Because of the opposition of the People’s Republic of China, Taiwan is not a member of the United Nations or the World Health Organization, a fact that may paradoxically have contributed to Taiwanese faith in their own government, according to Patrick Tung, a native of Taiwan and a specialist in Song dynasty history. “The reality of being isolated from global organizations,” wrote Tung, “also makes Taiwanese very aware of the publicity of its success in handling a crisis like this. The more coverage from foreign media, the more people feel confident in government policy and social mobilization.”
The more detailed the picture, the more Taiwan seems like a model for how a democracy should guard the public’s health. So where does that leave the United States? Given what we know about Taiwan’s hard-won historical experience, could the US have implemented a similar model?
The answer, sadly, seems to be no. For one thing, on a purely practical basis, as David Fidler, a specialist in international law and infectious diseases, wrote in an email, it would be impossible for the US to successfully integrate a health care database with customs and travel records because there is no national health care database in the United States. “The US health care system is fragmented, making it difficult to organize, integrate, and assess data coming in from its various government and private-sector parts,” wrote Fidler.
But even more tellingly, continued Fidler, “the manner in which the United States has responded to Covid-19 demonstrates that the United States did not learn the lessons from past outbreaks and is struggling to cobble together a semblance of a strategy. ”
And there’s the rub. There’s where the contrast between the United States and Taiwan becomes most salient. The US is not only bad at the act of government but has actively been getting worse. Over the past quarter-century, Taiwan’s government has nurtured public trust by its actions and its transparency. But over that same period, powerful political and economic interests in the US have dedicated themselves to undermining faith in government action, in favor of deregulated markets that have no capacity to react intelligently or proactively to existential threats.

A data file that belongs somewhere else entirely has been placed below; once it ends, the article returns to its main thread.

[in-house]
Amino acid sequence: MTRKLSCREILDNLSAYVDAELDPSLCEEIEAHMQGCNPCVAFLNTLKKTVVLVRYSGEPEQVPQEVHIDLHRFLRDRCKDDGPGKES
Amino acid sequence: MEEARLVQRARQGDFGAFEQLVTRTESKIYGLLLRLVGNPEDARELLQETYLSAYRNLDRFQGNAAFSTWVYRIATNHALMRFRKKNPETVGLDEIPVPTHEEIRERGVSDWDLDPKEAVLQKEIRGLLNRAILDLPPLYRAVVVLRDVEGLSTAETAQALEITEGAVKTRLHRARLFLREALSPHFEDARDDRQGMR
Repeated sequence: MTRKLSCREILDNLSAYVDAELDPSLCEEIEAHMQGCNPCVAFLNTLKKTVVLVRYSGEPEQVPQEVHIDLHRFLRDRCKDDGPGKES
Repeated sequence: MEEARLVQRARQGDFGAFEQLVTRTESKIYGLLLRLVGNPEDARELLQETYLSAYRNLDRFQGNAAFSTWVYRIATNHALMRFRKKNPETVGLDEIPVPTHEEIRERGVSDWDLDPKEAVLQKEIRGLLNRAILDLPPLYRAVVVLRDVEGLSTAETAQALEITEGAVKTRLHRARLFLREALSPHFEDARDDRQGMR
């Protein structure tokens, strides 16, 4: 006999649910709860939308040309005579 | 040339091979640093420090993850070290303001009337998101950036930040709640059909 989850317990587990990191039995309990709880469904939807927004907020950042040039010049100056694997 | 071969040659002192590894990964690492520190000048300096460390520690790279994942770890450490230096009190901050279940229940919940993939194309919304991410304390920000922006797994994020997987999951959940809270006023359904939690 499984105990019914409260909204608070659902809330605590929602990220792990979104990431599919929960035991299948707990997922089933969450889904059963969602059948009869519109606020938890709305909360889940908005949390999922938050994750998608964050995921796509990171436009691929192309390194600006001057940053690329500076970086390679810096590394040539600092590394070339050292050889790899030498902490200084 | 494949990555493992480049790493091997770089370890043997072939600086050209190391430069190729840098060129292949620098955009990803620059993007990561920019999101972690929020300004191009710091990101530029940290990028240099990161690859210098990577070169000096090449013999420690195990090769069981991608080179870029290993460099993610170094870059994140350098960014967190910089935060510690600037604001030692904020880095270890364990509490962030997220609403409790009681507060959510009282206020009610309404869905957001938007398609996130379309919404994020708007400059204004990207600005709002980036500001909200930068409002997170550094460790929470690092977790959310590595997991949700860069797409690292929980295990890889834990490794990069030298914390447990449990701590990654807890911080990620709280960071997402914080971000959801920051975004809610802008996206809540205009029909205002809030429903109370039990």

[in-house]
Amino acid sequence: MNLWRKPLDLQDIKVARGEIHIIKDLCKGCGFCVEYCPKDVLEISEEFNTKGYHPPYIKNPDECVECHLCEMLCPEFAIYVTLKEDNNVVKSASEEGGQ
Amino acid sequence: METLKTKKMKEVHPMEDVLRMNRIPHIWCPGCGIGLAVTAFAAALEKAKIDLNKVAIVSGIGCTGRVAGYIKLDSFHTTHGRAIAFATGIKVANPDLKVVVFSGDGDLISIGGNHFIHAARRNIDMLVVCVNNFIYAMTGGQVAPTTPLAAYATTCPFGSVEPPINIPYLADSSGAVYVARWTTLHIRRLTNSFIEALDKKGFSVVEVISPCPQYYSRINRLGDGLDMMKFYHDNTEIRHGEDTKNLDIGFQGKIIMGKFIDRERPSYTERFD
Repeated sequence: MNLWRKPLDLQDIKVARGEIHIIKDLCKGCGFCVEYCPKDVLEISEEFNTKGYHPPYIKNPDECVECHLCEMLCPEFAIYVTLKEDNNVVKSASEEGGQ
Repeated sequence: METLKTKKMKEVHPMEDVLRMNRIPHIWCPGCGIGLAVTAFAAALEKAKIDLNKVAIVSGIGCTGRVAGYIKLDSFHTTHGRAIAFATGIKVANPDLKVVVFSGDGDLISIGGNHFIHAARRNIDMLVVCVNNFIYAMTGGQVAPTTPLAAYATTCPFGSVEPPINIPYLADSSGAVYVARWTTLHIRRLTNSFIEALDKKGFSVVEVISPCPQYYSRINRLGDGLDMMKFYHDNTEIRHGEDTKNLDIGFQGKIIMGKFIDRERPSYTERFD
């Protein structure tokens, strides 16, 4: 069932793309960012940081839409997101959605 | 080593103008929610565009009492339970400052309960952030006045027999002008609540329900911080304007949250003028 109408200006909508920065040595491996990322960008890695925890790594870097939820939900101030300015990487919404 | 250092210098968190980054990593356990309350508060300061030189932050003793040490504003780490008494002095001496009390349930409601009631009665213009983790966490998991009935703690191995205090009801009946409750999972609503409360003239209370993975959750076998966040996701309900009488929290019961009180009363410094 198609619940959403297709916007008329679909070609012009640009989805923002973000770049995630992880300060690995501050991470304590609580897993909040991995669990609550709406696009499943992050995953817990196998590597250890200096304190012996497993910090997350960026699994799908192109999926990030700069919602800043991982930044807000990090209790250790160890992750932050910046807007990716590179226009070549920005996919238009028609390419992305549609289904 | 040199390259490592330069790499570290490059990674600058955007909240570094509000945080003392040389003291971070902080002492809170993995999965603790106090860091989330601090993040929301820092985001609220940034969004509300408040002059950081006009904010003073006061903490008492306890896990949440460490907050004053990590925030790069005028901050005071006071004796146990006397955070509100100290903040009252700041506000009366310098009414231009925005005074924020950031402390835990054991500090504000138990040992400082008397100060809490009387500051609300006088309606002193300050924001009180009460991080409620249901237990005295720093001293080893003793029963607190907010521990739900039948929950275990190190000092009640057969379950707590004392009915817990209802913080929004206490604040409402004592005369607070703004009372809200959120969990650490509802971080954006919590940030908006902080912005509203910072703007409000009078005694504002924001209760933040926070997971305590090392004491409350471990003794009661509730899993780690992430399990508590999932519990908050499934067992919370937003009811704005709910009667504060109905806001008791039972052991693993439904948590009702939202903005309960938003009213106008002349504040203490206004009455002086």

And instead of learning from history, US leaders actively ignore it, a truth for which there could be no better symbolic proof than the Trump administration’s dismantling of the National Security Council pandemic office created by the Obama administration in the wake of the Ebola outbreak. Finally, instead of seeking to keep the public informed to the best of our ability, some of our political leaders and media institutions have gone out of their way to muddy the waters. In Taiwan, one early government response to the Covid-19 outbreak was to institute a fine of $100,000 for the act of spreading fake news about the epidemic. There are obvious First Amendment issues involved in instituting the same policy in the United States, but the difference is still galling: In the US the most popular television news network in the country routinely downplayed or misrepresented the threat of the coronavirus, until the severity of the outbreak became too large to ignore.
If there is any silver lining here, it’s that the disaster now upon us is of such immense scope that it could finally expose the folly of the structural forces that have been wreaking sustained havoc on American governmental institutions. So maybe we are finally about to learn that competence matters, that educated leaders are a virtue, and that telling the truth is a responsibility. Maybe next time a deadly disease rears its hydra-head we can be more like Taiwan.
“I’m really hoping it doesn’t turn out the way I think it will,” wrote H. S. Sum Cheuk Shing, a graduate student studying medieval China at the University of Chicago, “but Americans might have to learn this the hard way, like we did in Hong Kong and Singapore.”
We’re about to find out how hard it’s going to be. But will we learn?
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